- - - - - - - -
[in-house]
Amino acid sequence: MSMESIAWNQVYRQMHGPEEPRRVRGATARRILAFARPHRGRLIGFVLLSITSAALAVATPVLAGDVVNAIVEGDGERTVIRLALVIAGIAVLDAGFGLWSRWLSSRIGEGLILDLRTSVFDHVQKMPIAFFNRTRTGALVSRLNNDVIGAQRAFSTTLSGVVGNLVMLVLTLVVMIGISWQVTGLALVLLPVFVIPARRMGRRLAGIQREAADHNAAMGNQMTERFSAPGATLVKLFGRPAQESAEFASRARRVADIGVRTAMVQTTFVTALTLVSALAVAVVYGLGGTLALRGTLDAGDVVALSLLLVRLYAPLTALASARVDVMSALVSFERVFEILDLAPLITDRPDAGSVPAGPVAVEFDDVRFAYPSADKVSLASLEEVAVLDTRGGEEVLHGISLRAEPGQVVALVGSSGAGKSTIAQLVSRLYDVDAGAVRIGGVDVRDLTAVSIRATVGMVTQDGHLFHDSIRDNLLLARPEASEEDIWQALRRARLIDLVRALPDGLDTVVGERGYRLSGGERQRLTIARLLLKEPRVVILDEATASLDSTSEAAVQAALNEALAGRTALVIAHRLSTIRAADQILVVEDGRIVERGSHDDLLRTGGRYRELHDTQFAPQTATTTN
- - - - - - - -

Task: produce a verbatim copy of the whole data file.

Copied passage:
[in-house]
Amino acid sequence: MSMESIAWNQVYRQMHGPEEPRRVRGATARRILAFARPHRGRLIGFVLLSITSAALAVATPVLAGDVVNAIVEGDGERTVIRLALVIAGIAVLDAGFGLWSRWLSSRIGEGLILDLRTSVFDHVQKMPIAFFNRTRTGALVSRLNNDVIGAQRAFSTTLSGVVGNLVMLVLTLVVMIGISWQVTGLALVLLPVFVIPARRMGRRLAGIQREAADHNAAMGNQMTERFSAPGATLVKLFGRPAQESAEFASRARRVADIGVRTAMVQTTFVTALTLVSALAVAVVYGLGGTLALRGTLDAGDVVALSLLLVRLYAPLTALASARVDVMSALVSFERVFEILDLAPLITDRPDAGSVPAGPVAVEFDDVRFAYPSADKVSLASLEEVAVLDTRGGEEVLHGISLRAEPGQVVALVGSSGAGKSTIAQLVSRLYDVDAGAVRIGGVDVRDLTAVSIRATVGMVTQDGHLFHDSIRDNLLLARPEASEEDIWQALRRARLIDLVRALPDGLDTVVGERGYRLSGGERQRLTIARLLLKEPRVVILDEATASLDSTSEAAVQAALNEALAGRTALVIAHRLSTIRAADQILVVEDGRIVERGSHDDLLRTGGRYRELHDTQFAPQTATTTN